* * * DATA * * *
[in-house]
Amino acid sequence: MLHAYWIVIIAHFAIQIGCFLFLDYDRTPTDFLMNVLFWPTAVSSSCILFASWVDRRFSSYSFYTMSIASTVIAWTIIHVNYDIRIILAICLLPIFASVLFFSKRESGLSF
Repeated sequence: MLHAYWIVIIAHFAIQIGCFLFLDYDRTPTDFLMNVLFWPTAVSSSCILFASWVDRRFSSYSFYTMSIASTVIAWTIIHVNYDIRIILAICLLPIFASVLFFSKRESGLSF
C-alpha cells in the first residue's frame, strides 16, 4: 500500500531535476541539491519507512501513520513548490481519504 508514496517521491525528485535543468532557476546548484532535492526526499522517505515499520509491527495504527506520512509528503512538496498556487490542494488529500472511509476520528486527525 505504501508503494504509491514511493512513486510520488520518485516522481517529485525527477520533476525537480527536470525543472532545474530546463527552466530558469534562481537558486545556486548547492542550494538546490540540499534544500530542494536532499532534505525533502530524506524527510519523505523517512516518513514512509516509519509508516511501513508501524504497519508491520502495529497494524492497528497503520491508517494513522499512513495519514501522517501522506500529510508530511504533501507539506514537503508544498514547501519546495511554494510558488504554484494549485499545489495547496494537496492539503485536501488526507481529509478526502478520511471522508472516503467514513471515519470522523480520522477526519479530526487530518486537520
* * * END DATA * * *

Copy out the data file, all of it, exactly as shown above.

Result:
[in-house]
Amino acid sequence: MLHAYWIVIIAHFAIQIGCFLFLDYDRTPTDFLMNVLFWPTAVSSSCILFASWVDRRFSSYSFYTMSIASTVIAWTIIHVNYDIRIILAICLLPIFASVLFFSKRESGLSF
Repeated sequence: MLHAYWIVIIAHFAIQIGCFLFLDYDRTPTDFLMNVLFWPTAVSSSCILFASWVDRRFSSYSFYTMSIASTVIAWTIIHVNYDIRIILAICLLPIFASVLFFSKRESGLSF
C-alpha cells in the first residue's frame, strides 16, 4: 500500500531535476541539491519507512501513520513548490481519504 508514496517521491525528485535543468532557476546548484532535492526526499522517505515499520509491527495504527506520512509528503512538496498556487490542494488529500472511509476520528486527525 505504501508503494504509491514511493512513486510520488520518485516522481517529485525527477520533476525537480527536470525543472532545474530546463527552466530558469534562481537558486545556486548547492542550494538546490540540499534544500530542494536532499532534505525533502530524506524527510519523505523517512516518513514512509516509519509508516511501513508501524504497519508491520502495529497494524492497528497503520491508517494513522499512513495519514501522517501522506500529510508530511504533501507539506514537503508544498514547501519546495511554494510558488504554484494549485499545489495547496494537496492539503485536501488526507481529509478526502478520511471522508472516503467514513471515519470522523480520522477526519479530526487530518486537520